Inspired by Nature, ERC Develops Process for Creating Biocemented Columns From Sand

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The Center for Bio-mediated and Bio-inspired Geotechnics (CBBG), an NSF-funded Engineering Research Center (ERC) headquartered at Arizona State University, developed a process to create columns of biocemented sand for use as foundation and excavation support. The technology shows promise for the use of biocement as a sustainable construction material.


The enzyme-induced carbonate precipitation (EICP) process, developed and patented by the Center, can potentially reduce the costs and environmental impact associated with the manufacture of Portland cement. The process is at the forefront of a new generation of engineering processes and solutions inspired by nature to transform design and construction.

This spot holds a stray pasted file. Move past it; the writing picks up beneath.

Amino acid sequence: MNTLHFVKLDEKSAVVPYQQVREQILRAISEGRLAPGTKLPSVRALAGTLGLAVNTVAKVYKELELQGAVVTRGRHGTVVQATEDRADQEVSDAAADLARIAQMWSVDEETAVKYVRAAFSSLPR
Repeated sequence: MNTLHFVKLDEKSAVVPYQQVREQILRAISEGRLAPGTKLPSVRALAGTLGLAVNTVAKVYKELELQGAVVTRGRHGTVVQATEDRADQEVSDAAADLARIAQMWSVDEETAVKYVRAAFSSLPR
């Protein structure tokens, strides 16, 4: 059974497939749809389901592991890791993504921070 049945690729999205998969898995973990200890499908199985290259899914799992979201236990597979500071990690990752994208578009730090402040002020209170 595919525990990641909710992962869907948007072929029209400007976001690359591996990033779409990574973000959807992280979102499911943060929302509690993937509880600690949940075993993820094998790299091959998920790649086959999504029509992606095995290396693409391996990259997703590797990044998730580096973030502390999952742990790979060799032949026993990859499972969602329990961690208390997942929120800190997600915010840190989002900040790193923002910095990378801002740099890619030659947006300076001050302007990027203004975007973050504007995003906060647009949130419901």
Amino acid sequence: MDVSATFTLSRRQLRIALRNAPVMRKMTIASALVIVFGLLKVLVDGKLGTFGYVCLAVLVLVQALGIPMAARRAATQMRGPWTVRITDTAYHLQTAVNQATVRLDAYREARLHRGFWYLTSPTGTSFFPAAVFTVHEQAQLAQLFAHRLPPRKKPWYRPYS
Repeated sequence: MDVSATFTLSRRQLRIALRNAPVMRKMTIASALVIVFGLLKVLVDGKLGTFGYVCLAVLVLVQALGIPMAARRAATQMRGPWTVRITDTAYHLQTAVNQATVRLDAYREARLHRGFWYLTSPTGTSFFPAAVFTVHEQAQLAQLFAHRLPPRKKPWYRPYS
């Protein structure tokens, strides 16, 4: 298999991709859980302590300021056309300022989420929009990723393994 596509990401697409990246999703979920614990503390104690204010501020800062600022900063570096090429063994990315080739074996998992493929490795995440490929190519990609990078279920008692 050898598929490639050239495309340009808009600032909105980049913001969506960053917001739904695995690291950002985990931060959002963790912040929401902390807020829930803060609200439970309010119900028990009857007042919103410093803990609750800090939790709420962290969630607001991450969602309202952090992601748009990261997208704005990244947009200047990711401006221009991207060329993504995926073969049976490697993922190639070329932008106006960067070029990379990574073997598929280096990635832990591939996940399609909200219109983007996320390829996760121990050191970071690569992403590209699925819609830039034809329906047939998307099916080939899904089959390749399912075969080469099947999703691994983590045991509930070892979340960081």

Portland cement is the most commonly used material in traditional foundation reinforcement, but its production requires large amounts of energy and releases sizable quantities of carbon dioxide into the environment. The EICP process developed by CBBG researchers shows promise as a low-cost method for creating biocement, a more environmentally-friendly construction material.

EICP relies on the urease enzyme, which the NSF-funded team extracted from jack beans, to break down urea and release carbonate ions that help cement soil. A solution made from the extracted enzyme was injected into boxes of clean sand using a sleeve pipe. The resulting biocemented columns met strength expectations for use in construction.